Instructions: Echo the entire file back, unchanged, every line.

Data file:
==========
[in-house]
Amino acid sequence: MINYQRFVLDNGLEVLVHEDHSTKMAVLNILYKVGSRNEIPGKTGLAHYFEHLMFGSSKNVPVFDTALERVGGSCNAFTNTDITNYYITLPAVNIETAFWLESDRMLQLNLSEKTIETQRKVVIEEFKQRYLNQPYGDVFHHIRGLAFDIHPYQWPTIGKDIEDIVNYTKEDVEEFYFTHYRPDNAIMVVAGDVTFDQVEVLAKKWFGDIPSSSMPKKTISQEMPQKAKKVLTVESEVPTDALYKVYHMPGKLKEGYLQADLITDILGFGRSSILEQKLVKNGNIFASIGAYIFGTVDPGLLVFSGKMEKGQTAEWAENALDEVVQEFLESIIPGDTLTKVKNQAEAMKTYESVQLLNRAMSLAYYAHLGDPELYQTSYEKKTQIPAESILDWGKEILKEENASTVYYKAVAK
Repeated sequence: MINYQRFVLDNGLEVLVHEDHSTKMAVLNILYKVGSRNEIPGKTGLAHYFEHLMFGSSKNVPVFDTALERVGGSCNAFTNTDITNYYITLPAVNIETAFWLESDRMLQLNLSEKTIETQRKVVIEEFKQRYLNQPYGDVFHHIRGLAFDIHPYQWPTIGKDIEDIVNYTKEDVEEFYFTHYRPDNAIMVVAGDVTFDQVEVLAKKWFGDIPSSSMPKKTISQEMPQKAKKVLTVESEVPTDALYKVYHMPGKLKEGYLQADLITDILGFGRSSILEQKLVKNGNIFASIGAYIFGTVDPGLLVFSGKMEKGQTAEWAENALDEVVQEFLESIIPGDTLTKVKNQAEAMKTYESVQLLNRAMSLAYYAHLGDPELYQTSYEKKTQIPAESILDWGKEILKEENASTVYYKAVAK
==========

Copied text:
[in-house]
Amino acid sequence: MINYQRFVLDNGLEVLVHEDHSTKMAVLNILYKVGSRNEIPGKTGLAHYFEHLMFGSSKNVPVFDTALERVGGSCNAFTNTDITNYYITLPAVNIETAFWLESDRMLQLNLSEKTIETQRKVVIEEFKQRYLNQPYGDVFHHIRGLAFDIHPYQWPTIGKDIEDIVNYTKEDVEEFYFTHYRPDNAIMVVAGDVTFDQVEVLAKKWFGDIPSSSMPKKTISQEMPQKAKKVLTVESEVPTDALYKVYHMPGKLKEGYLQADLITDILGFGRSSILEQKLVKNGNIFASIGAYIFGTVDPGLLVFSGKMEKGQTAEWAENALDEVVQEFLESIIPGDTLTKVKNQAEAMKTYESVQLLNRAMSLAYYAHLGDPELYQTSYEKKTQIPAESILDWGKEILKEENASTVYYKAVAK
Repeated sequence: MINYQRFVLDNGLEVLVHEDHSTKMAVLNILYKVGSRNEIPGKTGLAHYFEHLMFGSSKNVPVFDTALERVGGSCNAFTNTDITNYYITLPAVNIETAFWLESDRMLQLNLSEKTIETQRKVVIEEFKQRYLNQPYGDVFHHIRGLAFDIHPYQWPTIGKDIEDIVNYTKEDVEEFYFTHYRPDNAIMVVAGDVTFDQVEVLAKKWFGDIPSSSMPKKTISQEMPQKAKKVLTVESEVPTDALYKVYHMPGKLKEGYLQADLITDILGFGRSSILEQKLVKNGNIFASIGAYIFGTVDPGLLVFSGKMEKGQTAEWAENALDEVVQEFLESIIPGDTLTKVKNQAEAMKTYESVQLLNRAMSLAYYAHLGDPELYQTSYEKKTQIPAESILDWGKEILKEENASTVYYKAVAK